Monday, September 27, 2010

A little Thrift Score love...

So this is where it usually begins...a grocery sack stuffed full with lumpy newspaper bundles....

 And then comes the unpacking.  Everything is a little (sometimes a lot!) dirty, dusty and in need of love.  Price tags must be scraped, crystal washed, frames painted, new treasures displayed.  Some great haul this week-- beautiful cut-glass salt cellars (six at fifty cents a piece!), heavy crystal candlesticks, an Ironstone-esque pitcher, and a mirror in desperate need of some paint!
This week was  a great week for hunting.  When I popped into Adelaide's on Saturday, the place was rocking!  After a quick lap around the shop, I spied this antique cloche-- price twenty-five dollars!  I nearly fell over-- it's so beautiful, wavy and bubble-filled, and what a great deal!  She has another, much larger one, that I really want-- maybe it will be a splurge soon (if it lasts that long!)
This little architectural bit I love-- my shutter project is coming along, and it will look great hanging on them.  The giant pear was an Adelaide find a few months ago--$8--and the turquoise pottery was $3 at the Salvation Army.

This botanical needlepoint, found at the Salvation Army for $5,   took my breath away.  It's so amazingly detailed-- so many hours went into this piece.  The colors are soft and muted, and it's in pristine condition-- often rare in vintage textiles.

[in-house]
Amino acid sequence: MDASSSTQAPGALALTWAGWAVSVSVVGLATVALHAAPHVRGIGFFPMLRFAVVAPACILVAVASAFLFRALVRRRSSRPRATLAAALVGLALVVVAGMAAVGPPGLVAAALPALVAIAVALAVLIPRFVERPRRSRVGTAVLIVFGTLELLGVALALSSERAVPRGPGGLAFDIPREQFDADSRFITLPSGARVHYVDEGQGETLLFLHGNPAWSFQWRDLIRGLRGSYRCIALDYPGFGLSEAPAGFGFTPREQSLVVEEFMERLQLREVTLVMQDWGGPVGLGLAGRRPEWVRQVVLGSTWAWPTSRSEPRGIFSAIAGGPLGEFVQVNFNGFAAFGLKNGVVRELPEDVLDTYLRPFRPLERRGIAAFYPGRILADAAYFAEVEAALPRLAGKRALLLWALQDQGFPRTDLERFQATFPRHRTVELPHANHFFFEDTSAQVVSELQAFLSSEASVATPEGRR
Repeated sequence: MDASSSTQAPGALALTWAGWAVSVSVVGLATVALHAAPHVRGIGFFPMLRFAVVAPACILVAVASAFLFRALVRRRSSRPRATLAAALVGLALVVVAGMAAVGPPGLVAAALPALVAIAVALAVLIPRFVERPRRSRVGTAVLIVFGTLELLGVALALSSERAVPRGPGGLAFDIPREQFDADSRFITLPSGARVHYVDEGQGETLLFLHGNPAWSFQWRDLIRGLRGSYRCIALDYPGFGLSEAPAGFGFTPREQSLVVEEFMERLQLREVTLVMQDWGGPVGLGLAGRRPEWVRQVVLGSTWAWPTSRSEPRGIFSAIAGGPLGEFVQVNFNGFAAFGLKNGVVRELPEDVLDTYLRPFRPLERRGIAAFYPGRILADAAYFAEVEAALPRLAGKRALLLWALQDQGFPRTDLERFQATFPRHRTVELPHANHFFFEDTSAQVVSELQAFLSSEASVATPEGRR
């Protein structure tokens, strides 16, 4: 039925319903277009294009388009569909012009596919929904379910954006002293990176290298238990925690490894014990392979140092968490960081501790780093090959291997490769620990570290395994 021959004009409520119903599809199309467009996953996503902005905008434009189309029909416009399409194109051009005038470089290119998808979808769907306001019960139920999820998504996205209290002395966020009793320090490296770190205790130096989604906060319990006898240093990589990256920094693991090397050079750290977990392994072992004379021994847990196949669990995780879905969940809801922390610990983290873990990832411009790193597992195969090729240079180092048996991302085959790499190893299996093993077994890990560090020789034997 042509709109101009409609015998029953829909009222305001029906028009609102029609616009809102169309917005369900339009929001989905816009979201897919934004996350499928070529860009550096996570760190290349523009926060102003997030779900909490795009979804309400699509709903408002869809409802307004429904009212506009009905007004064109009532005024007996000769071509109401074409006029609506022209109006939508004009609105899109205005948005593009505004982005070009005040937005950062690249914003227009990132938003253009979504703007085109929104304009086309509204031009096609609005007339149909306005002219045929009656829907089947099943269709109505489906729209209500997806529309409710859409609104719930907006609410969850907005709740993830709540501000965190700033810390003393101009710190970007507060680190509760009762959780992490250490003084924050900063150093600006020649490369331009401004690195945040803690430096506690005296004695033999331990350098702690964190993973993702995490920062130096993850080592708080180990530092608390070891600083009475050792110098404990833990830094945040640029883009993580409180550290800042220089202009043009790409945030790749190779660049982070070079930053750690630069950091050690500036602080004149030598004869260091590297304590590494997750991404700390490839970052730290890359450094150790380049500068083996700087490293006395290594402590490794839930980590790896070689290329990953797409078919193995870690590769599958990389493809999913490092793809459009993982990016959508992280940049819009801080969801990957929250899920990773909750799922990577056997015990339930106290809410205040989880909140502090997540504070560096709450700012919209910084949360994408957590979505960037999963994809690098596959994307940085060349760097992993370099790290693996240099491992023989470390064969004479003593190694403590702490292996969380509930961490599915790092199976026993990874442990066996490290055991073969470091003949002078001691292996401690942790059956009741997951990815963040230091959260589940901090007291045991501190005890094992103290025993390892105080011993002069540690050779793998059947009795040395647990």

I always feel such a mixture of emotions when I find vintage handmades-- part of me is ecstatic.  Five dollars--score!  But then the part of me that is a crafter, who knows the amount of time, attention and heart that goes into this kind of work wants to cry--five dollars?  Really?

But then I remember, that if whoever poured hours and hours and hours of (her?) life into this work is anything like me, it's those hours that are really what are most valuable.  There isn't a price you can put on the feeling of being in the moment of creating, of watching something whole and lovely emerge from a blank canvas, of your two hands making beauty where there once was nothing.  The process is as valuable as the product-- and h. E.-- whomever they were-- can be assured that I love and treasure the product of that process very much.

1 comment:

Joy said...

The needlepoint really is lovely. Whoever h.E. gifted it too might have enjoyed it immensely for the time they owned it. You never really know the story of a piece like this. Beautiful!